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Warning Signs of PTSD You Need to Know

Warning Signs of PTSD

If you think you or someone you know is experiencing post-traumatic stress disorder (PTSD), it’s important to be aware of the warning signs. PTSD can occur after any traumatic event, such as a car accident, natural disaster, assault, or exposure to combat. Symptoms can vary from person to person, but there are some common signs that may indicate PTSD is present. In this blog post, we will discuss the warning signs of PTSD and what you can do if you think you might be suffering from it.

Defining PTSD

Defining PTSDPTSD, a popular acronym for post-traumatic stress disorder, is a type of anxiety disorder that can develop after exposure to a traumatic event. When someone goes through a traumatic experience, it is not uncommon for them to feel scared, confused, or even helpless. These are all perfectly normal reactions to a traumatic event. However, for some people, these feelings do not go away and can get worse over time. This can lead to the development of PTSD.

It is important to note that PTSD is not the same thing as experiencing normal grief or sadness after a traumatic event. With PTSD, the symptoms are much more severe and can have a major impact on your life. If you think you might be suffering from PTSD, it is important to seek professional help.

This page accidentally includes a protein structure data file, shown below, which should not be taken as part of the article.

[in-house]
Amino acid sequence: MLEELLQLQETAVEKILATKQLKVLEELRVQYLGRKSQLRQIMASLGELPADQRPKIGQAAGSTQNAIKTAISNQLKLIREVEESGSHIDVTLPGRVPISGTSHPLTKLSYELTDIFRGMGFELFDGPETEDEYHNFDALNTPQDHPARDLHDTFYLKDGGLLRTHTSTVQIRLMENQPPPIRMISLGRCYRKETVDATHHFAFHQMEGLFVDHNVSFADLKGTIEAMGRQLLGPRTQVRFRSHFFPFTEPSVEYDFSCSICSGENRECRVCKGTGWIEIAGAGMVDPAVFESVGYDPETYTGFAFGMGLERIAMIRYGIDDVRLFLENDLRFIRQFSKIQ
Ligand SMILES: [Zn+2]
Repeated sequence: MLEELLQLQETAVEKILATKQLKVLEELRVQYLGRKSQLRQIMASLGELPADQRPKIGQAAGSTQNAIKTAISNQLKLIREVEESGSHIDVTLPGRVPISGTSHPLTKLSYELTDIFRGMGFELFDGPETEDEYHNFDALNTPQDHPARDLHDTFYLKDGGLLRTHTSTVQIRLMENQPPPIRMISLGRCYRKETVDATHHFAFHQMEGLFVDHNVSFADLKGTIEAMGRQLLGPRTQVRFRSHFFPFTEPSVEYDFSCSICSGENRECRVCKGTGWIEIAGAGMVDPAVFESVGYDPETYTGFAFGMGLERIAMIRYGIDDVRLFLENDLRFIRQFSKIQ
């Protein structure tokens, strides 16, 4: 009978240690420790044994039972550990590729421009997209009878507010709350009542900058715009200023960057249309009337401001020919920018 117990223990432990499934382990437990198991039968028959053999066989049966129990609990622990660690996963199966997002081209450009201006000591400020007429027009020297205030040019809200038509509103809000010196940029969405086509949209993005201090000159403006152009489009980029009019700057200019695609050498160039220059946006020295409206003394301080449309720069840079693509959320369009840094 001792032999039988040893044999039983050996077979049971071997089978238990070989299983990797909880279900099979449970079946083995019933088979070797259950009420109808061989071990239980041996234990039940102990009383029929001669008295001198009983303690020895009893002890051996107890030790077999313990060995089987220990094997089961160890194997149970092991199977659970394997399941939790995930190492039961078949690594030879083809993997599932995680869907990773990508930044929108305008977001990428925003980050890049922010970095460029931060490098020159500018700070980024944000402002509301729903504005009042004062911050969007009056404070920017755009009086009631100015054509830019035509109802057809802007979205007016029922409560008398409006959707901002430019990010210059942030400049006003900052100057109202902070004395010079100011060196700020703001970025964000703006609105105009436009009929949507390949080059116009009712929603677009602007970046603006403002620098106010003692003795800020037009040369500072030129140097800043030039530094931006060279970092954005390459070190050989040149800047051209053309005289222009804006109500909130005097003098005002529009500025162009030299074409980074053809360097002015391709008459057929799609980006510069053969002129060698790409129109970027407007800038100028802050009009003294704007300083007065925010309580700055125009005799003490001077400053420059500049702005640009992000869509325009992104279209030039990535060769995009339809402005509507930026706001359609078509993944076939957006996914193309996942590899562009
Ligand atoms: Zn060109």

Signs Of PTSD

PTSD signs and symptoms are complex and can often be confused with other disorders such as depression or anxiety. It is important to be aware of the signs and symptoms so that you can get the help you need. Signs of PTSD are divided into 4 categories:

Intrusive thoughts

 Intrusive thoughtsIn simple words, intrusive thoughts are unwanted, often distressing thoughts that seem to come out of nowhere. People with PTSD may have recurrent and intrusive memories of the traumatic event. They may also have nightmares or flashbacks where they feel like they are reliving the experience.

Let us understand this better with the help of an example. Supposing that you were in a car accident. You may have intrusive thoughts about the accident, such as what could have happened if you had been driving faster or slower. These thoughts can be very distressing and can make it hard to concentrate on anything else.